Maintenance, Repair & Operations.
- I have a beef with teeth. Most of the human body can handle all sorts of abuse. So why do teeth require constant maintenance? It made no sense until I read this article about the evolution and structure of teeth, which points to our diet as the issue.
- Yaks, musk ox, and bison are some of the herbivores being introduced into the Siberian Arctic to promote the restoration of the grasslands that disappeared tens of thousands of years ago. The theory is multifaceted. The animals trample down the insulating snow and promote deeper freezing of the permafrost, which is currently at risk of thawing and releasing vast amounts of carbon into the atmosphere. And separately, herbivores tend to encourage grass growth over shrubs and mosses, increasing carbon sequestration and energy reflectivity.
One of the herbivores that scientists would like to introduce is the woolly mammoth. Seriously. There is a job listing for “researching the science underlying Woolly Mammoth de-extinction.” It doesn’t seem impossible considering a black-footed ferret was recently cloned, becoming the first native endangered species cloned in the US. (Though it doesn’t appear the ferrets are doing anything about climate change. Slackers.)
- A thread on the history of borehole drilling and what the polycrystalline diamond cutter drill bit might mean for geothermal energy.
Distribution & Logistics.
- 2021-04-13 is Vaisakhi, a spring harvest festival and the biggest holiday of the year for Punjabis. Celebrate, enjoy a laddu, but spare a thought for the tens of thousands who’ve been protesting for over seven months against new Indian laws on agricultural trade. To sustain such a massive protest, an impressive support system sprang up nearly overnight. Cooking for the masses is nothing new to the Sikh protestors -- every Sikh temple, or gurdwara, offers free food to anyone who visits. The Golden Temple, Sikhism’s equivalent of the Vatican, feeds 100,000 people a day with volunteers and machines that each churn out 6,000 chapatis/rotis an hour.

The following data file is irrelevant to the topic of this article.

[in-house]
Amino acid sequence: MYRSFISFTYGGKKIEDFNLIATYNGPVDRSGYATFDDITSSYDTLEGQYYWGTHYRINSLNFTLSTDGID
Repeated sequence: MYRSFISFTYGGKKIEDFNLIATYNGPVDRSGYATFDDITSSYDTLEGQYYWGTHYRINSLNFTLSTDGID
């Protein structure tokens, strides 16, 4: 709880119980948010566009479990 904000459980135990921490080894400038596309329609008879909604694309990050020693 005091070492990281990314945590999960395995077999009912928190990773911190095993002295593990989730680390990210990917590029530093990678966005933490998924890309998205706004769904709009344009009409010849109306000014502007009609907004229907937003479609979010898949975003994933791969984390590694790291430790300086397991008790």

- Shell recently bought the UK’s largest EV charging network and met with a lot of skepticism over their motives. Some commentators referenced the General Motors streetcar conspiracy, a tidy explanation for Los Angeles’ reliance on cars in which GM bought up and shut down alternative means of transportation in the 1940s. The reality of the streetcar situation was, as it usually is, more complex.
Inspection, Testing & Analysis.
- Aerodynamics is black magic to me. Considering we don’t have a physical explanation of lift, maybe it’s not just me. There are two ways to learn the dark arts. The first is through testing, which the Wright brothers used to great effect with their wind tunnel. The second is through computer simulation, which has traditionally been pretty daunting to use. So it’s great to see a fun-to-use app that encourages learning interactively. Here, it’s used to debunk a common, but incorrect, physical explanation of lift.
- Insights into the structure of Brunelleschi’s duomo, the largest self-supported masonry dome in the world.
- I’m looking forward to the release of the book Test Gods: Virgin Galactic and the Making of a Modern Astronaut.
- Wood as seen through an electron microscope.
- If you’re interested in absurd bracketry, British humo(u)r, or over-engineering, you’ll enjoy this ongoing series on YouTube, which has documented the restomod of a classic Mini for seven years.
- A reprojection of the Perseverance landing footage onto satellite imagery.
- Food/drink related catastrophes:
- The London Beer Flood of 1814, in which eight people died as a direct result of the vat failure and a ninth died a few days later after overindulging in salvaged beer.
- Boston’s Great Molasses Flood, in which an 8 m (30 ft) tall wave of molasses killed 21 people in 1919.
- The Honolulu molasses spill, which killed 26,000 fish in 2013.
- The Pepsi Fruit Juice Flood, in which 28 Olympic swimming pools’ worth of juice flooded the town of Lebedyan, Russia in 2017.
p.s. - If you liked what you read, consider checking out An Engineering Self-Study, where I’m currently making a leaf-inspired trunk from natural composites.
p.p.s. - We care about inclusivity. Here’s what we’re doing about it.